RCL #4: Civic Artifact Speech Draft
Picture this: it is the early ’90s, and a new episode of the hot smash hit, The Simpsons, is about to grace your television screen. The opening sequence plays, and once the iconic scene of the five main characters sitting on their couch to watch T.V. is shown, that’s when it hits you: seeing as the titular family is intended to be a portrayal of the stereotypical American household, and given this particular segment appears before every episode proper, you realize just how great an impact the television has had on your culture! In addition to its prominence in a popular cartoon, you then reflect on other ways in which T.V. has shaped the modern world. After giving it some thought, you fully acknowledge the how a box full of “moving pictures” has not only revolutionized the way we see the outside world, but has also inspired generations of individuals to take action and stand up for their social and political beliefs.
II. General Impact of TV
- BRIEFLY mention usage of radio for news/entertainment; “pre-TV” life
- 1950s: Television sets commonplace in American homes (find/cite source on ownership statistics)
- Televised news:
- Talk about visual component being resonant with viewers, broadening understanding of outside world
- Compare radio unfolding of Pearl Harbor to T.V. unfolding of 9/11; differences in emotional impact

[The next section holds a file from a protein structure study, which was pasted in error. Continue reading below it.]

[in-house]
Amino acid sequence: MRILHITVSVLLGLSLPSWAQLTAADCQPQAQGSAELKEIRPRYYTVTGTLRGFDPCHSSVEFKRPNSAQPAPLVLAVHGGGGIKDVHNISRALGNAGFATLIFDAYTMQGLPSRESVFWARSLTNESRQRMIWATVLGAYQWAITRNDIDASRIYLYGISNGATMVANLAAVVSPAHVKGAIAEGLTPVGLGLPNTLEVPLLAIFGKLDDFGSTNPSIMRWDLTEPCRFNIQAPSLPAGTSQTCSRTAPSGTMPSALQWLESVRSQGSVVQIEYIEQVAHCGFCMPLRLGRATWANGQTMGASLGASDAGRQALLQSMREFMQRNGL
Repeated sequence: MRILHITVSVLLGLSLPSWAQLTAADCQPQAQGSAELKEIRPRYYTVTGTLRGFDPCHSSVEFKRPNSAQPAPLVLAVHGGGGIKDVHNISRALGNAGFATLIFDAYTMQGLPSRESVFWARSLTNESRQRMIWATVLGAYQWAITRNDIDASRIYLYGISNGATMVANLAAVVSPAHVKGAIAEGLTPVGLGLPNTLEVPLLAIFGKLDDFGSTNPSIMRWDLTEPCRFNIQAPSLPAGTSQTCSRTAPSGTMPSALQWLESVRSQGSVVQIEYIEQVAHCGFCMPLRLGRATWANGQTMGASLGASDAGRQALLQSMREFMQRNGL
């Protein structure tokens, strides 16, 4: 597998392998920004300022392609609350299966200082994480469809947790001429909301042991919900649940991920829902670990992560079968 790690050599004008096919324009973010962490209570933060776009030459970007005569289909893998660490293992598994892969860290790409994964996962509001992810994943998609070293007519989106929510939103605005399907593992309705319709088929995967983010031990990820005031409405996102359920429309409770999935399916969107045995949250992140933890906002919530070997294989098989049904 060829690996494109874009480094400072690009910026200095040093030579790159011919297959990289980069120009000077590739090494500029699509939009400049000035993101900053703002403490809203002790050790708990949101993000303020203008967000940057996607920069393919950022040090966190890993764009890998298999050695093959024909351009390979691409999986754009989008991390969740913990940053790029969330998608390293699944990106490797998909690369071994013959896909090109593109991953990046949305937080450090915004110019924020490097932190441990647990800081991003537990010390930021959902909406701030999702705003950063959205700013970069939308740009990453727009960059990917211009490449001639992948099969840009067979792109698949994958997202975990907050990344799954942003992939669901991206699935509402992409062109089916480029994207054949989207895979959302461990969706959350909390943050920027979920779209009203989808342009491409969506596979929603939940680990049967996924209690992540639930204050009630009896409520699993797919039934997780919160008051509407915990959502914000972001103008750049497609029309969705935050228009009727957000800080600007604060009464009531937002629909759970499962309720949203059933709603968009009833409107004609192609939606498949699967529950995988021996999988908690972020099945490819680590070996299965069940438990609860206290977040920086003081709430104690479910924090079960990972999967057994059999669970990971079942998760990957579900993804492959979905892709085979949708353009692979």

- Televised entertainment:
- Motion pictures and cartoons no longer limited to movie theaters
- Sports games no longer limited by radio and stadium tickets (may need to cite sources on this; not a big sports guy!)
- Video games no longer limited to arcades
- Discuss some of the memories shaped by televised entertainment
- Miscellaneous Innovations:
- Our “addiction” to staring at screen likely laid the foundation for designing personal computers, smartphones, etc.
III. Call to Civic Action
- Mention resonant visual component again
- Images of a situation oftentimes have stronger emotional impact than auditory/textual descriptions alone
- The more emotional impact, the more people feel the need to take action
- Cite 1968 Vietnam War pictures as example of this
- Informing viewers on politics
- Impact of televised debates (research Kennedy v. Nixon debate)
- Media “frenzy” nowadays possibly stirring up too much political controversy
- Informing on misc. issues
- Crime, poverty, hunger, natural disasters, etc.
- Discuss influence on how people help as a result of broadcasts
- More subtle ways of calling to action
- TV shows, for example, that are thought-provoking enough to inspire others to make a difference
- Mention The Simpsons again, discuss how they satirize relevant issues to convey a message.
The television was not only a revolutionary piece of technology, but a quintessential tool for influencing modern-day civic duty, with the power of visuals being able to convince an individual to get off the couch and make a difference in their world, whether it be by getting informed to vote in their next election, or by volunteering to help starving children in poorer countries.